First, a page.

Ironically, given the ABS’s eagerness to accommodate these new genders, the transgender people themselves rarely show any reciprocal interest in statistics. The Guardian reported in 2004 that a University of Birmingham 5-year survey of 727 post-operative transsexuals was diminished because 495 of the subjects ‘dropped out for unknown reasons’.
In 2011, PLOS One published a 30-year study of 324 Swedish post-operative transsexuals that found they were 19 times more likely than the general population to suicide, 7.6 times more likely to attempt suicide and 2.7 times more likely to commit a violent crime. It is often cited by critics of the transgender movement.
Pro-transgender academics have been trying to debunk the report ever since, but their surveys struggle to find a sample size as large. For example, one study, which found almost all respondents were happy with their operation, was based on a survey of only 201 transgender Eurpoeans, from 546 invited. Did the rest not participate because they were disappointed with their new life? There is a conspicuous reluctance among academics to shed light on the negative aspects of transgenderism, despite evidence in the news and online that it’s not all roses.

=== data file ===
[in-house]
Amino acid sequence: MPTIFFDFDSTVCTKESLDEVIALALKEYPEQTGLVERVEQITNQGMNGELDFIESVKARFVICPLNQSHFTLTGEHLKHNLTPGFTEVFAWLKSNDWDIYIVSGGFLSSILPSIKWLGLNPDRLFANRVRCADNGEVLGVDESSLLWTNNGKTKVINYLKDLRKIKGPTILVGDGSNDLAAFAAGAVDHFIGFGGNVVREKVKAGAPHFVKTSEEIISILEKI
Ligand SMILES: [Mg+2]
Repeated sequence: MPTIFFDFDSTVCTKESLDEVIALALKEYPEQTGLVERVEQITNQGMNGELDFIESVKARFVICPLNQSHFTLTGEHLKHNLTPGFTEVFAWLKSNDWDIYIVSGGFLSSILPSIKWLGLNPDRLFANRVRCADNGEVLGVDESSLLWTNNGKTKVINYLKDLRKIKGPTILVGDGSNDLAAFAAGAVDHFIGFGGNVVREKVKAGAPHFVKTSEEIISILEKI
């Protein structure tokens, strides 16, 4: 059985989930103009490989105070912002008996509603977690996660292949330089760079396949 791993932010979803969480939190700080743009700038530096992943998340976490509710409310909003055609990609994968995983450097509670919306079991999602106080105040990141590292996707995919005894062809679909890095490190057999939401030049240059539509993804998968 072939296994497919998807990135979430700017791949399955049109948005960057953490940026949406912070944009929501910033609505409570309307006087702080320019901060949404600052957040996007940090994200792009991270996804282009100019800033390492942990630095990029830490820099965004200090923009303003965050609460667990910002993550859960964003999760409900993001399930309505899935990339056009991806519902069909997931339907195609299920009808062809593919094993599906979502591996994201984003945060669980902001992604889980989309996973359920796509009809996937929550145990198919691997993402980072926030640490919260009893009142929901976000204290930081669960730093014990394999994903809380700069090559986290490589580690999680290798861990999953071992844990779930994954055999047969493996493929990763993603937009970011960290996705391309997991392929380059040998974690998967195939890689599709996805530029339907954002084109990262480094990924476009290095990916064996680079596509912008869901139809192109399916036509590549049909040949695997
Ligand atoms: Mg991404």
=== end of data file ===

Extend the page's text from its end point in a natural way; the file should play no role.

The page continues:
The Swedish study was careful to point out there was not a causal relationship between transgender and suicide. ‘Even though surgery and hormonal therapy alleviates gender dysphoria, it is apparently not sufficient to remedy the high rates of morbidity and mortality found among transsexual persons,’ it said. ‘Improved care for the transsexual group after the sex reassignment should therefore be considered.’ Even studies that find the operation improves happiness mostly acknowledge that post-operative transsexuals are still relatively troubled souls who continue to suffer from discrimination and rejection. Their troubles might also be compounded by the latest discovery in this field – that identity is not just independent of biology, it’s temporary.
In an article published on the Conversation and the ABC in January, La Trobe University professorial fellow Dennis Altman said that ‘fixed identities’ were too ‘neat’, and that sexuality and gender were ‘often messy and change over a lifetime’. ‘Desire, behaviour and identity are distinct, and they do not always overlap,’ he said, adding that identity was ‘irrelevant’ to sexual preference.
The new gold standard in gender and sexuality studies is to replace old labels like ‘lesbian’, ‘gay’ and ‘transgender’ with Sexual Orientation and Gender Identity, which allows for people to change their mind at different stages of life. In its definition of SOGI, California’s Williams Institute says that ‘at any given point in a person’s life, shifts in gender identity may be driven by internal feelings, bodily changes, external expression, or even changes in surrounding circumstance’.
Further, ‘sexual orientation does not determine or limit an individual’s gender identity, and vice versa’.
Yet if ‘identity’ doesn’t affect sexual behaviour, then surely it doesn’t affect other forms of behaviour either. So why should we care? And more importantly, why should statisticians?